Tuesday, March 15, 2011

humanizing the quake (iwate)


The Iwate-born writer Kenji Miyazawa (1896-1933) is the author of some of the most beloved children's stories and free-verse poetry of Japan. One of my favorites is the poem known as Ame ni mo makezu (literally: "undefeated by the rain"). I tried to express some of the poem's sentiments in this etegami of a broken umbrella.

I trust that the survivors of the Great Tohoku Earthquake, as inheritors of Miyazawa's legacy, will be drawing deeply from the well of human character described in this poem, as they rebuild their lives in the aftermath of disaster.

Be Not Defeated by the Rain
Written by Kenji Miyazawa and Translated by David Sulz

Be not defeated by the rain, Nor let the wind prove your better. Succumb not to the snows of winter. Nor be bested by the heat of summer.

Be strong in body. Unfettered by desire. Not enticed to anger. Cultivate a quiet joy.
Count yourself last in everything. Put others before you. Watch well and listen closely. Hold the learned lessons dear.

A thatch-roof house, in a meadow, nestled in a pine grove's shade. A handful of rice, some miso, and a few vegetables to suffice for the day.

If, to the East, a child lies sick: Go forth and nurse him to health.
If, to the West, an old lady stands exhausted: Go forth, and relieve her of burden.
If, to the South, a man lies dying: Go forth with words of courage to dispel his fear.
If, to the North, an argument or fight ensues:
Go forth and beg them stop such a waste of effort and of spirit.

In times of drought, shed tears of sympathy. In summers cold, walk in concern and empathy.

Stand aloof of the unknowing masses: Better dismissed as useless than flattered as a "Great Man".

This is my goal, the person I strive to become.

(here is an alternate translation)

17 comments:

  1. Fantastic Post!!! love the illustration & the poem, ALL!!!

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  2. Ditto to the above!
    I should look at this etegami as a first thing every morning :)

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  3. great illo! The last line of the poem is really compelling.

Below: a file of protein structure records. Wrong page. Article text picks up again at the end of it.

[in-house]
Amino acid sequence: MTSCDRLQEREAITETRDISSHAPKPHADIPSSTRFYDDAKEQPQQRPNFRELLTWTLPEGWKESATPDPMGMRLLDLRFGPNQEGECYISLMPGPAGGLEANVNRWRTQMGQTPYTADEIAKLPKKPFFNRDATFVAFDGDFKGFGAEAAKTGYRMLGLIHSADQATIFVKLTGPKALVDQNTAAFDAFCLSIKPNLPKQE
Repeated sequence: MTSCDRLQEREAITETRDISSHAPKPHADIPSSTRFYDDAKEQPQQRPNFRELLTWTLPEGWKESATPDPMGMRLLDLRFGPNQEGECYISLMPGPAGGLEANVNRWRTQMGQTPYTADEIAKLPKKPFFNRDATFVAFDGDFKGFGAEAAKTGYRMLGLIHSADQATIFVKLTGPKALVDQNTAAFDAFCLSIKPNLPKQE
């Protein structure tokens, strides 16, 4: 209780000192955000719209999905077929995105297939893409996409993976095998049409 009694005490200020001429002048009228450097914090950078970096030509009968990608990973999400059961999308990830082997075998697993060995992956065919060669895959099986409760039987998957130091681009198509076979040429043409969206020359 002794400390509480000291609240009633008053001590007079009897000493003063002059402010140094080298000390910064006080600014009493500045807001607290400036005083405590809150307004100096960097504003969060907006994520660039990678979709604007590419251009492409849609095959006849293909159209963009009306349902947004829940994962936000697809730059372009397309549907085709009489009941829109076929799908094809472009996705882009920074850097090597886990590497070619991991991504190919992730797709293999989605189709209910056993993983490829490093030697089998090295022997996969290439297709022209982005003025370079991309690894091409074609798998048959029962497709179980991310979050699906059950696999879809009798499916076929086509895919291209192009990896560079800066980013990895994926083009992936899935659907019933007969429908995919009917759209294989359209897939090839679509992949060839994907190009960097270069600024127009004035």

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  4. Hi I received your beautiful mail art. Thank you very much! Best wishes from ARGENTINA. Viviana.

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  5. I have no words for this. Thank you for the poem and for your image, they both speak to my heart.

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  6. Beautiful...both the illustration and the poem!

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  7. All your artwork is so beautiful. Thank you for sharing the poem with us, it truly touched my heart and made me cry. It is so hard to be a person like that, but very inspiring.

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  8. Nothing else needs to be said. This lovely poem says it all.

    The broken umbrella is a perfect companion image.

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  9. A lovely poem that expresses so much. Well done on the illo. It fits it well!

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  10. Sensitive words and beautiful image.

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  11. Debbie, Thank you very much for translations of "Ame ni mo makezu".
    I'm from Iwate and this disaster really saddens me.
    Please visit my blog tomorrow. (Well, maybe 19th in Japan) I'll post Japan relief paintings.

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  12. Such beauty and wisdom! Tears to my eyes...

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  13. Wonderful post. You are sharing healing words and images which speak deeply to me.

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  14. I had never read this poem...so very lovely and thought-provoking. And as always, your umbrella is yet one more single-image painting that warms my heart, in some mysterious way. Love your cat too! :-)

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  15. What a beautiful poem and a fitting illustration.

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  16. The poem is so entirely christian! It could have just as well been written by any third century egyptian monk!

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